Shannon Buxton, a friend and mentor, said recently, in response to what I wrote about the Teen Center, “I stand by my belief that teens are not broken and therefore do not need to be fixed.” I know that this is true, but it takes an amazing amount of patience to guide them through their formative years, and I look forward to sending the Minkey up to spend a summer (or several) with his Auntie Shannon who has so graciously volunteered to not fix him. That was a bit tongue-in-cheek, obviously, but I do hope that I can have him spend a little time with her when he is older, as she is able to interact with kids as if they were actually people, and I think that sometimes parents get so caught up in trying to make sure that their kids don’t wind up serial killers that we forget that (eventually) our kids might have something they can teach us, if we’re only willing to stop and listen. That’s easier said than done, of course. There’s only so many times that I can listen to stories about a video game that I was watching my son play before I starting twitching uncontrollably.

I feel like my son and I will wind up like Sean Connery and Harrison Ford in Indiana Jones and the Last Crusade, and not just because I am bald (and the first impression I ever did was of Mr. Connery), and David is afraid of snakes. Maybe it’s something that all fathers and sons go through which I missed out on because I didn’t get to know my dad. I just feel like by the time he grows into his own skin, and is capable of thought which isn’t directly influenced by raging hormones (or, as they are currently: sugar), it will be time for him to go out into the world, and I will find that I miss him more than I had thought possible. I think I’ll have to look back at this in a decade or so, and see if knowing what would happen made it any easier to live through. If his childhood is any indication, I do not think it will.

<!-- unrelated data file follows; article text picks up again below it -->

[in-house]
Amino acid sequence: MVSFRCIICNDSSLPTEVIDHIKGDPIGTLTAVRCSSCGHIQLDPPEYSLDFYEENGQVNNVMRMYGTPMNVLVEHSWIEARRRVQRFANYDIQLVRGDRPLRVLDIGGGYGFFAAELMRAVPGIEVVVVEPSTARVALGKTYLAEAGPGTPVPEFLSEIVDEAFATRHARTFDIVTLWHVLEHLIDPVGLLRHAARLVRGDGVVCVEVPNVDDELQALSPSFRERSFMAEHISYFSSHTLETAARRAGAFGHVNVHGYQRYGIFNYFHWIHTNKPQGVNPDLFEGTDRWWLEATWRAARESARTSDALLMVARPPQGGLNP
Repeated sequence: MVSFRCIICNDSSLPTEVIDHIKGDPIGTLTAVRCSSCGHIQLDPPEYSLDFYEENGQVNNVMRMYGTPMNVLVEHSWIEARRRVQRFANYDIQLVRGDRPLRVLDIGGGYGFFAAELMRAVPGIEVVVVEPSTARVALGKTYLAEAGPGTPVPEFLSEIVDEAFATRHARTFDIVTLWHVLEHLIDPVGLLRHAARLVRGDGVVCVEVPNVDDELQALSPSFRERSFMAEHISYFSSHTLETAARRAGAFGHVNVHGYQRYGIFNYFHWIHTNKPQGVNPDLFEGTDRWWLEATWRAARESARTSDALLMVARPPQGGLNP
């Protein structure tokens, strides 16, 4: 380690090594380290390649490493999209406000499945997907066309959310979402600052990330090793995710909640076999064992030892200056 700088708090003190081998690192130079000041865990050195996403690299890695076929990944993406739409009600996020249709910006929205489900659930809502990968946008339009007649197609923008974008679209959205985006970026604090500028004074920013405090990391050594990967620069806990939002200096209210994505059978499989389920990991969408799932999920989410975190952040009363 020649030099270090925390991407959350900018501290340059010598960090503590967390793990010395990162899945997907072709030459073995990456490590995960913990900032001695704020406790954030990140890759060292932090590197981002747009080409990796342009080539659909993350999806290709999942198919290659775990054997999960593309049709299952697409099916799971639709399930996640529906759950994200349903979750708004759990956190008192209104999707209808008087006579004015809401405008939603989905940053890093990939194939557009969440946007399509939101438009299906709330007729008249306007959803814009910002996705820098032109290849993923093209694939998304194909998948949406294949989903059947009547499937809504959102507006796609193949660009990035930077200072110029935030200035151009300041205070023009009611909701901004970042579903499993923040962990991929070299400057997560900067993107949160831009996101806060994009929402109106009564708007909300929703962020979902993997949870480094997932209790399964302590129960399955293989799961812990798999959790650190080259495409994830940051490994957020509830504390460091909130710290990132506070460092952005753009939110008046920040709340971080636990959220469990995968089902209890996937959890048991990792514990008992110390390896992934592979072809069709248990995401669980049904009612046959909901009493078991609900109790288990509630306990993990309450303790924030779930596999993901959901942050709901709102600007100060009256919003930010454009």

UPDATE: The new oven is here, but cannot be connected, as the wall outlet is for a dryer, apparently, and this new oven will not plug in correctly. Instead of replacing the outlet, the owner has told me that he’s just going to replace the power cord, thereby voiding the warranty. I don’t know. I’m not an owner, nor am I a licensed electrician, but I feel like it would just be easier to replace the outlet than perform surgery on a perfectly functional appliance. The downside to all of this is that we have been reduced to microwaving everything we wish to eat at temperature warmer than the room in which we’re sitting. Good thing Flor bought a couple more boxes of cereal yesterday!


Oh, and here’s the Photo of the Day:

Doesn't my wife have just the most beautiful eyes?
Doesn’t my wife have just the most beautiful eyes?